Close-up of an air potato leaf beetle

By Tom Nordlie, photos by Lyle Buss and Eric Zamora

The air potato leaf beetle could be cleaning up your neighborhood right now.

This shiny red and black insect has been released in Florida since 2012, thanks to a biocontrol program.

The beetle helps manage air potato, a fast-growing vine that’s native to Africa and Asia and is found statewide in Florida. The vine was brought here more than a century ago and it thrived in Florida’s sunny, humid climate.

Air potato causes problems by climbing and covering trees and shrubs, shading those plants from sunlight they need.

For decades, air potato was controlled in Florida with hand-pulling and application of herbicides. Volunteer groups also collected the potato-like bulbils that form on the vines and spawn new plants.

Scientists hoped that biocontrol would offer a better solution.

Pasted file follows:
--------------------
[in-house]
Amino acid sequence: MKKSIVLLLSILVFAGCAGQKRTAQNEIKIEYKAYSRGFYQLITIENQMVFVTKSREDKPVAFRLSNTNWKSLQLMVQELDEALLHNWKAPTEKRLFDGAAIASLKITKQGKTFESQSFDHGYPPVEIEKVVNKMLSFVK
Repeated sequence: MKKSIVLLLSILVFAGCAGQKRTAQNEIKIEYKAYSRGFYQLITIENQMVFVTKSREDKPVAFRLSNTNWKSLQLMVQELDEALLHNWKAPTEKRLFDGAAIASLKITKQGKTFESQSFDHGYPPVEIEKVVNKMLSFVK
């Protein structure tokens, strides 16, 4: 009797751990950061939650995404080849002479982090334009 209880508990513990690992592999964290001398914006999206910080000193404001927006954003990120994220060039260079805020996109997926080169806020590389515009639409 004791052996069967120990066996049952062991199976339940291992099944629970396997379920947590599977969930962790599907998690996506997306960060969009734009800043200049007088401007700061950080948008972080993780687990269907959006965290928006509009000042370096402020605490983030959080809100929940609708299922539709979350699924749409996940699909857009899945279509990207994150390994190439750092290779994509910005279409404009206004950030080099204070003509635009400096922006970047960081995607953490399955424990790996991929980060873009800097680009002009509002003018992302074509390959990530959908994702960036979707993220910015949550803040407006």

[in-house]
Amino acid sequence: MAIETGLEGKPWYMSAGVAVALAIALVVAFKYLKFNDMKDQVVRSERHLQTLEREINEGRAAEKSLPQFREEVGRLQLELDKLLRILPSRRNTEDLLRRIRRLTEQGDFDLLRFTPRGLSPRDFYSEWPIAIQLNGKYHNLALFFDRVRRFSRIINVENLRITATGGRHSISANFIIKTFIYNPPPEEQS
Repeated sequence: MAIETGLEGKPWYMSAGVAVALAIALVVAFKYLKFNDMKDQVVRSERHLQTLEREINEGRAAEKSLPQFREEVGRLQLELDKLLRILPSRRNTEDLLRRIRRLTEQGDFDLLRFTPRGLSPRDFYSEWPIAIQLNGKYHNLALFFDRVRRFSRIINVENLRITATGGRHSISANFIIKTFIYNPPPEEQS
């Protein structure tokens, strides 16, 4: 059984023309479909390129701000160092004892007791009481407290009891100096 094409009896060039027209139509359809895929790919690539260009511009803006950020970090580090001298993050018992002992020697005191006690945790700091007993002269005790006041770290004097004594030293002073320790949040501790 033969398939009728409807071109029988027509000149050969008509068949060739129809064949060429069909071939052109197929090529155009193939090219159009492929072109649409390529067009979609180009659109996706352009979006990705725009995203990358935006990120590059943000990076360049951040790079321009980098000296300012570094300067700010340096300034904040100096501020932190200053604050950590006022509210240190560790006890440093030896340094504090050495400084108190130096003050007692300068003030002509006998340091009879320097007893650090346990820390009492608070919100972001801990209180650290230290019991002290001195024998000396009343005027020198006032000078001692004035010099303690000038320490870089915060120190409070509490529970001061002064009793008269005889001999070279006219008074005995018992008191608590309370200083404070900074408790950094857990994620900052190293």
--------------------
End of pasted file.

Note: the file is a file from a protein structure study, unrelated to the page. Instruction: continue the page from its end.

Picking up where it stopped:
In 2002, a team of U.S. Department of Agriculture researchers visited the air potato’s native habitat in Asia. They found a beetle that feeds on air potato leaves, as a larva and as an adult.

This beetle consumes no other food. By damaging the leaves of an air potato, the beetle weakens the whole plant and slows its growth.

After years of testing proved that the beetle was harmless to other plants, the U.S. government gave approval to use it in Florida to control air potato.

Since 2012, UF/IFAS researchers have worked with USDA and other government agencies to raise and distribute the beetle.

Reports say the beetle is performing well and reproducing on its own in the wild.

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